Sandia researchers purposely damage batteries to see how much abuse they can take
Sandia National Laboratories March 31, 2008 Efforts part of FreedomCAR program to get lithium-ion batteries into cars
New FT-IR Spectrometer Series from Varian, Inc.
Varian, Inc. March 31, 2008 Unrivalled Performance Meets Simplicity for Routine and Research Applications
Stanford researchers develop tool that 'sees' internal body details 1,000 times smaller
Stanford University Medical Center March 31, 2008 Doctors' quest to see what is happening inside a living body has been hampered by the limits on detecting tiny components of internal structures and events. Now a team of Stanford University School of Medicine researchers has developed a new type of imaging system that can illuminate tumors in living subjects-getting pictures with a precision of nearly one-trillionth of a meter.
Engineers Make First 'Active Matrix' Display Using Nanowires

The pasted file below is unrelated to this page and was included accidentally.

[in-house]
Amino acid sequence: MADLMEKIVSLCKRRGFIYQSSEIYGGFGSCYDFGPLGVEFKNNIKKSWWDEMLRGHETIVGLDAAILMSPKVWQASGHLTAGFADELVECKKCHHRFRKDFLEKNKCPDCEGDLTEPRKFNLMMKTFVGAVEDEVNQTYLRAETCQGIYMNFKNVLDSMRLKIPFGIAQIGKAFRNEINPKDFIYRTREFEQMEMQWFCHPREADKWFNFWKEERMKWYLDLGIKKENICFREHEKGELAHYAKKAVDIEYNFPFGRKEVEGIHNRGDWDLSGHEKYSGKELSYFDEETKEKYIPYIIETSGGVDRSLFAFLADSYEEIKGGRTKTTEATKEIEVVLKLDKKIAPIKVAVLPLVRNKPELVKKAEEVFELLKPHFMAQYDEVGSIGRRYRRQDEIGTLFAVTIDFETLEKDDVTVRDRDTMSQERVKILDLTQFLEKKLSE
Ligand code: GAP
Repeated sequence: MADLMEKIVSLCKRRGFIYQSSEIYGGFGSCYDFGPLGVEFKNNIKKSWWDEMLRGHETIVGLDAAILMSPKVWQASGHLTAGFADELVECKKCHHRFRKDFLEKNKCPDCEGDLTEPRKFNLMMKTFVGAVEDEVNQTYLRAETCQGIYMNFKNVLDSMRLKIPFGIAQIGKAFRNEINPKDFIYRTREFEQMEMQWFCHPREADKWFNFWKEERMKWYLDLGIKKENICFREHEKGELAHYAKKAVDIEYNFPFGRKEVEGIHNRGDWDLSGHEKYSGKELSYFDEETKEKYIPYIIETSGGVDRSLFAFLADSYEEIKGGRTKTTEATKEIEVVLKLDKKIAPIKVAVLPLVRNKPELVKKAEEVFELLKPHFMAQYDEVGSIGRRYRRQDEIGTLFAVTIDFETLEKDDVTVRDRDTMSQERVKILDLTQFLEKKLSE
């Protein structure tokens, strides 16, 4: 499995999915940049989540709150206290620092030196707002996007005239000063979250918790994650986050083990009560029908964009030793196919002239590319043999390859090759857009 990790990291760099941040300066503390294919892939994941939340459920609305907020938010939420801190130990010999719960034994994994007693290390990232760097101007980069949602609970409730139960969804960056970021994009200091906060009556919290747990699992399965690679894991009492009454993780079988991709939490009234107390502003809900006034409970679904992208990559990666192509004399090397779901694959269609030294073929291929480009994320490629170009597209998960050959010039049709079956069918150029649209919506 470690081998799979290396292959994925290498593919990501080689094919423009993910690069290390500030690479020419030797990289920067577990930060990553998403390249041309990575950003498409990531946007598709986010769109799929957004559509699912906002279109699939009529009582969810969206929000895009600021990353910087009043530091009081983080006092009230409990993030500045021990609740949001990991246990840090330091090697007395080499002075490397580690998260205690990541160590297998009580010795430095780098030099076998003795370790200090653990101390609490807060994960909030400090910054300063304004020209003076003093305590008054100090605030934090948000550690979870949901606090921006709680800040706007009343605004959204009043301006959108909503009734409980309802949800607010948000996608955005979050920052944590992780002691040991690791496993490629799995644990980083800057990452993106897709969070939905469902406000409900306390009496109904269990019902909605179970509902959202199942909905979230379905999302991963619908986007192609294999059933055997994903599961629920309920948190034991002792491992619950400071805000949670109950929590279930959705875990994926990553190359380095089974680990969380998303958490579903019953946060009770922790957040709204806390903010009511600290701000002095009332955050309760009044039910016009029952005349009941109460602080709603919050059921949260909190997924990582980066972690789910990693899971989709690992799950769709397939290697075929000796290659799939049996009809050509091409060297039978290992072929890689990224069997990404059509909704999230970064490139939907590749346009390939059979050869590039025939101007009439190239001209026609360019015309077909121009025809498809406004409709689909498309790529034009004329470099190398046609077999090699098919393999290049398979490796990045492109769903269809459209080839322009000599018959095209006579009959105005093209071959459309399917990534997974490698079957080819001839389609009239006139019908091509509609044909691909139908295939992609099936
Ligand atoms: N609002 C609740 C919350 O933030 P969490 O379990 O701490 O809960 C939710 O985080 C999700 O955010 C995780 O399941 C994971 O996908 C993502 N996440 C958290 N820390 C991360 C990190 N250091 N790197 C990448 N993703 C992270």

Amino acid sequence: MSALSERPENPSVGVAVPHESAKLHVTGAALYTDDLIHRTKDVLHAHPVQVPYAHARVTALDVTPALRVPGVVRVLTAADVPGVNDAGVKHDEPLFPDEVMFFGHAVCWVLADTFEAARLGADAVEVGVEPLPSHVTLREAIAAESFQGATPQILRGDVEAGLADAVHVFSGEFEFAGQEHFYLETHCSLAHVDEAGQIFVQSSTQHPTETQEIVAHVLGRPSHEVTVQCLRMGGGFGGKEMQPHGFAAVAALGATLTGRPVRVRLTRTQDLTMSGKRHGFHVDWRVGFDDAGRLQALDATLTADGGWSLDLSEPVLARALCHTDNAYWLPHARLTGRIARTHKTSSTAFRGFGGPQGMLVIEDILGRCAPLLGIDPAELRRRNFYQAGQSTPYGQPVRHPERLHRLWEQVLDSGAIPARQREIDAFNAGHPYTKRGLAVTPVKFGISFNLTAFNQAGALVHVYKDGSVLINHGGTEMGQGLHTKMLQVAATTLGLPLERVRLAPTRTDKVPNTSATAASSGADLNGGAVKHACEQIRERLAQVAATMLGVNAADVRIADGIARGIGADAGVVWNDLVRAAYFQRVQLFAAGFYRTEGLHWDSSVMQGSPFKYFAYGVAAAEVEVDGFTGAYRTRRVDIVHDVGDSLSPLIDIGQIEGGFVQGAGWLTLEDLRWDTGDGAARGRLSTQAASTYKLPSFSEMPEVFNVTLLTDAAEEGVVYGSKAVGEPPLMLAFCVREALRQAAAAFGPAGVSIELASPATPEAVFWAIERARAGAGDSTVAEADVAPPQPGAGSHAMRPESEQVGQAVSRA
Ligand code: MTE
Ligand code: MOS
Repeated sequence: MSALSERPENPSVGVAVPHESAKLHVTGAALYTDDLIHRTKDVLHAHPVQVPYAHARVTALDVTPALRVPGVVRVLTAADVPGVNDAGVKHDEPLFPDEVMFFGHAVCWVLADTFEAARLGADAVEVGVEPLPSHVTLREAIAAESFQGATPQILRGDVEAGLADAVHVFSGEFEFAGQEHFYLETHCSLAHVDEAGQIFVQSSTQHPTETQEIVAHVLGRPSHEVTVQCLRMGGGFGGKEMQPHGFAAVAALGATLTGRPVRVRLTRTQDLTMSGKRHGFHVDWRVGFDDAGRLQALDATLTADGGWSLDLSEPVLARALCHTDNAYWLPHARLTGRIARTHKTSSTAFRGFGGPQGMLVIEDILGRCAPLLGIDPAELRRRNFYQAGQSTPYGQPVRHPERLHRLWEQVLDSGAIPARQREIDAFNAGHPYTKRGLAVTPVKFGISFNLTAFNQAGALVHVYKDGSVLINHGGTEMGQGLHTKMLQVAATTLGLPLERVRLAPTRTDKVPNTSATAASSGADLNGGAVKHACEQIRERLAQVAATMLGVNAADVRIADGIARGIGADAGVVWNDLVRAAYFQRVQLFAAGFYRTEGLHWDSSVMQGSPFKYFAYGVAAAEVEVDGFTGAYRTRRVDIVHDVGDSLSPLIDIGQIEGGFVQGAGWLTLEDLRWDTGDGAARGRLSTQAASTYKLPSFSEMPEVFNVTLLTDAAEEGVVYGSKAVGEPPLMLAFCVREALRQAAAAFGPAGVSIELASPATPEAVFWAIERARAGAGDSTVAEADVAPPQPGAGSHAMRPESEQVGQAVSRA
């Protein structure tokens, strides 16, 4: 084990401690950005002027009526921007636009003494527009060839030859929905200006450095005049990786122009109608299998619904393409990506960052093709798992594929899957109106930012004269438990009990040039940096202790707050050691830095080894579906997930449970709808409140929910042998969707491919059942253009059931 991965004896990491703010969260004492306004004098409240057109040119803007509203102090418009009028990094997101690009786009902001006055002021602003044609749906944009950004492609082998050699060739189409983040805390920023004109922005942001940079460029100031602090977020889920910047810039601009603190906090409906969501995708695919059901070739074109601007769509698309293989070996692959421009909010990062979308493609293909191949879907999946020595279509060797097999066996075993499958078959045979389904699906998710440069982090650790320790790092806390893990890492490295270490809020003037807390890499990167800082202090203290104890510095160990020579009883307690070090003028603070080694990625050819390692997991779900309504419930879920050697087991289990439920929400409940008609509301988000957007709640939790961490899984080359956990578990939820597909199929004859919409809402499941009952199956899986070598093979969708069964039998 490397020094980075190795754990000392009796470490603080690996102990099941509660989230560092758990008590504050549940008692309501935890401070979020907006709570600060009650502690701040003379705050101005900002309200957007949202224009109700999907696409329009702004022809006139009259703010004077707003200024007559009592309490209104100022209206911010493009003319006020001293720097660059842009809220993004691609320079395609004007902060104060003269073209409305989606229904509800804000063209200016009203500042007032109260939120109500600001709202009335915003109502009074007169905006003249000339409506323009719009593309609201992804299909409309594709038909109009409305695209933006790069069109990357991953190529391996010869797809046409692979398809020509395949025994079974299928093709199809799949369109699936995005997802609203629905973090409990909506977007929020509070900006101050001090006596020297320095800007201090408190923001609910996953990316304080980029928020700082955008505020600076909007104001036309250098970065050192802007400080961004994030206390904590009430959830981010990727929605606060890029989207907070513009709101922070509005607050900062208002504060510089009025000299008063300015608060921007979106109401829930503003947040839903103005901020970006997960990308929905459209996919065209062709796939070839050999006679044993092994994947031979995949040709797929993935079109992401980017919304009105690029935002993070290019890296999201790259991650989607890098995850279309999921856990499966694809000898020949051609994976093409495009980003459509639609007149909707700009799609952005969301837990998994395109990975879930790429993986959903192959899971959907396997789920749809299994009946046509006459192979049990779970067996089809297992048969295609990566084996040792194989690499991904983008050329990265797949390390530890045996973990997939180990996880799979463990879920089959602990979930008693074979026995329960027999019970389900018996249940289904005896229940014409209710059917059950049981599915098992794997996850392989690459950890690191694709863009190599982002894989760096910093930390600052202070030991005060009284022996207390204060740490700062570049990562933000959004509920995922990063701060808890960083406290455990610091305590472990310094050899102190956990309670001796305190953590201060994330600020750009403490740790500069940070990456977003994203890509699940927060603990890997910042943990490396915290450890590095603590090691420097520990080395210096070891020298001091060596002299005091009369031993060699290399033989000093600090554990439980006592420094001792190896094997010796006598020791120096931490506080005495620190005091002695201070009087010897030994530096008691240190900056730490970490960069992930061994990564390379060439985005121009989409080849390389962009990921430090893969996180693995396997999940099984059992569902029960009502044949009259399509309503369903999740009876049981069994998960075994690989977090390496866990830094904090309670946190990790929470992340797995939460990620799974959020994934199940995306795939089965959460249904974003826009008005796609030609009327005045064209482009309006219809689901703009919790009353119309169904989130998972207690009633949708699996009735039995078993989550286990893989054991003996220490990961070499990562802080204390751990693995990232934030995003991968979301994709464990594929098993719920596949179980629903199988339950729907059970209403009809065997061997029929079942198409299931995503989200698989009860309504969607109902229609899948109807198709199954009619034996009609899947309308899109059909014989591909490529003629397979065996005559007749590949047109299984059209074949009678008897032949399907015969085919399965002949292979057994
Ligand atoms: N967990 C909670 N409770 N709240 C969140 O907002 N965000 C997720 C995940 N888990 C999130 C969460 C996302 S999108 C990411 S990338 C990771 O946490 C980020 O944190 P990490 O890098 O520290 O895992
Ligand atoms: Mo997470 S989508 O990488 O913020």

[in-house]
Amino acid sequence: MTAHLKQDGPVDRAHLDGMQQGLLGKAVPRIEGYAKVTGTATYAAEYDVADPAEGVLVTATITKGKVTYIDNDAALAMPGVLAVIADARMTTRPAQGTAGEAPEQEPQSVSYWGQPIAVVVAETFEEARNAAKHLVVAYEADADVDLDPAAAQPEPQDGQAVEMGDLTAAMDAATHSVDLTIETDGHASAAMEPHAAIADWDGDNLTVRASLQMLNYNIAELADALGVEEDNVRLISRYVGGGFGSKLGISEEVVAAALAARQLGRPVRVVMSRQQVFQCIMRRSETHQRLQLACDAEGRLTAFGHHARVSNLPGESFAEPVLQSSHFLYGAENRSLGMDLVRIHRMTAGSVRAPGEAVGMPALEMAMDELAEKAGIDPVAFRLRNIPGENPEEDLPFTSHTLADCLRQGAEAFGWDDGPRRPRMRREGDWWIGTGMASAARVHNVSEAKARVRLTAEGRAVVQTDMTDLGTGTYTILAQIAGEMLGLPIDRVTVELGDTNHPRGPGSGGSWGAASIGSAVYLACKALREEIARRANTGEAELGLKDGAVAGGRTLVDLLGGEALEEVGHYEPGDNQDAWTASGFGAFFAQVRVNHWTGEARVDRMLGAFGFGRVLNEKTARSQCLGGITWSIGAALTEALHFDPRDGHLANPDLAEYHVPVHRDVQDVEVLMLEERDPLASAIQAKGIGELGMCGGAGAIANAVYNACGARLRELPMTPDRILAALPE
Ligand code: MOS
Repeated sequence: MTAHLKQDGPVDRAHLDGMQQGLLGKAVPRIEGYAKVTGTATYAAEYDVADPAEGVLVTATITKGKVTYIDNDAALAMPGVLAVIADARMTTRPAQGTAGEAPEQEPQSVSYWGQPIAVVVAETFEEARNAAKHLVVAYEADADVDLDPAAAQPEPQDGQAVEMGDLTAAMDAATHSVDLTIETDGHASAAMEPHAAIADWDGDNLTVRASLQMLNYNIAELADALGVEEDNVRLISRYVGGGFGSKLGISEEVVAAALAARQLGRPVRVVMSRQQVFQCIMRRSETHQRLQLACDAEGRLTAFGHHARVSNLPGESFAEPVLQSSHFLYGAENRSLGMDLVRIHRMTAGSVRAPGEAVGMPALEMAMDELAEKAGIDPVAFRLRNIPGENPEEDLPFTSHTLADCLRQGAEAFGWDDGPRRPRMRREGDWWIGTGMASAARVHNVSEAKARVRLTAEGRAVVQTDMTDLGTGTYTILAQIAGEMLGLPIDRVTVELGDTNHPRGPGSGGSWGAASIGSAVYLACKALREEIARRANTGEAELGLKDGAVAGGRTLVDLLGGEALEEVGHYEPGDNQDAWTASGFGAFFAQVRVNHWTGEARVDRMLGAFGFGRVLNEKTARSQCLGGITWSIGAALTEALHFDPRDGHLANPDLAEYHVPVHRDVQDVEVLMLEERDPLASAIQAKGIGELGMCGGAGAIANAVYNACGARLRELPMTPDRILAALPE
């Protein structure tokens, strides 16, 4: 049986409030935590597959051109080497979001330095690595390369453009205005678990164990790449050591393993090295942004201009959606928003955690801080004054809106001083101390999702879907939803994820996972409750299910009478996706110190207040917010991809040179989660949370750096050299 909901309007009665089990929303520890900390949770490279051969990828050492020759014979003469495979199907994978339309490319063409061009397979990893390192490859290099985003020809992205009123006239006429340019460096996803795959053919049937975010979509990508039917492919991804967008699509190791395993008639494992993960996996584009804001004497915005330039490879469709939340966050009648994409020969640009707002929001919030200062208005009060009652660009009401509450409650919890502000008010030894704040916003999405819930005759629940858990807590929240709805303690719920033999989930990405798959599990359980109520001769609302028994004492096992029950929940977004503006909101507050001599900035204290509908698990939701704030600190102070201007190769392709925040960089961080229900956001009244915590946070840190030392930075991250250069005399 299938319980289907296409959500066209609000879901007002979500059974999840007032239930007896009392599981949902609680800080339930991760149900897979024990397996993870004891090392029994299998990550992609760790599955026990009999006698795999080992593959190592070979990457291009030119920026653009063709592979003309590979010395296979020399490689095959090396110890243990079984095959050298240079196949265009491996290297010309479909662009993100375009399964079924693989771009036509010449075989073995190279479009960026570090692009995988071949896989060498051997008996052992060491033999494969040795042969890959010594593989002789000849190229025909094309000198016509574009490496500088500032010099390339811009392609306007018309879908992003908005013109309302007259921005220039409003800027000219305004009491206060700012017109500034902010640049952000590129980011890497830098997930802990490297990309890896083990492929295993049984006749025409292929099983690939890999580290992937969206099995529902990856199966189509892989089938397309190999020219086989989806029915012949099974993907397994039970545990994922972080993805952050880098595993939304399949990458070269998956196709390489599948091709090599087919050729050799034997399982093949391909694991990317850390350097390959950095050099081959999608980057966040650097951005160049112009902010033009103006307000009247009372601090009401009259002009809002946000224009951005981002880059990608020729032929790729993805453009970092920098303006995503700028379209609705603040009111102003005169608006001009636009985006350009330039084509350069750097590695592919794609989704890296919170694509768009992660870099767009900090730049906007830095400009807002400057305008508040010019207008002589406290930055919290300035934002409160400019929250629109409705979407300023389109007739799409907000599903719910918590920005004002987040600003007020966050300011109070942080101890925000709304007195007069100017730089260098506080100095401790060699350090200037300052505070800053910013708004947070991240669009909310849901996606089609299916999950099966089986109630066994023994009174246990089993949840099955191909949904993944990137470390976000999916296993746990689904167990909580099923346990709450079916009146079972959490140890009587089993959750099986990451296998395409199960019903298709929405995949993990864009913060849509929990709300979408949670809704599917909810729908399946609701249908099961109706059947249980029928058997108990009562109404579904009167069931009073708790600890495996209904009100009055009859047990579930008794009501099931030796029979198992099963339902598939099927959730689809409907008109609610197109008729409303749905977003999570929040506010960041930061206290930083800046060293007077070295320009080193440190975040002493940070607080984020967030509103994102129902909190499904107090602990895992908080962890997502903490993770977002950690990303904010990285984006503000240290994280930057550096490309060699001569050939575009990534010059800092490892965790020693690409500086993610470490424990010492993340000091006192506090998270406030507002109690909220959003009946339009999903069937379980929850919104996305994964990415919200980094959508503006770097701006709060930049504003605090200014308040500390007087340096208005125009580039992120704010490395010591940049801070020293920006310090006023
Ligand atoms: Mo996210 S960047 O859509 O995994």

Purdue University March 31, 2008 Engineers have created the first "active matrix" display using a new class of transparent transistors and circuits, a step toward realizing applications such as e-paper, flexible color monitors and "heads-up" displays in car windshields.
Automotive/Transportation

Sandia researchers purposely damage batteries to see how much abuse they can take
Sandia National Laboratories March 31, 2008 Efforts part of FreedomCAR program to get lithium-ion batteries into cars
Discoveries

Researchers use unique molecular signatures to visualize the body
technologyreview.com March 31, 2008 Although scientists understand much about diseases like cancer on a molecular level, imaging diseases still relies largely on anatomy--the outline and shape of a tumor or a clot, for instance. Researchers have been working on ways to visualize molecular changes that take place inside the body, and a new method may offer some advantages over existing anatomical and molecular imaging technologies. In a study published online this week in the Proceedings of the National Academies of Sciences, a team of researchers at Stanford University used Raman spectroscopy, a technique common in chemical analysis, paired with specialized nanoparticles to noninvasively visualize organs and tumors in living mice. The technique could be useful for studying complex disease processes in animals, and, if found to be safe in humans, it could help clinicians view multiple molecular changes in certain cancers and other diseases.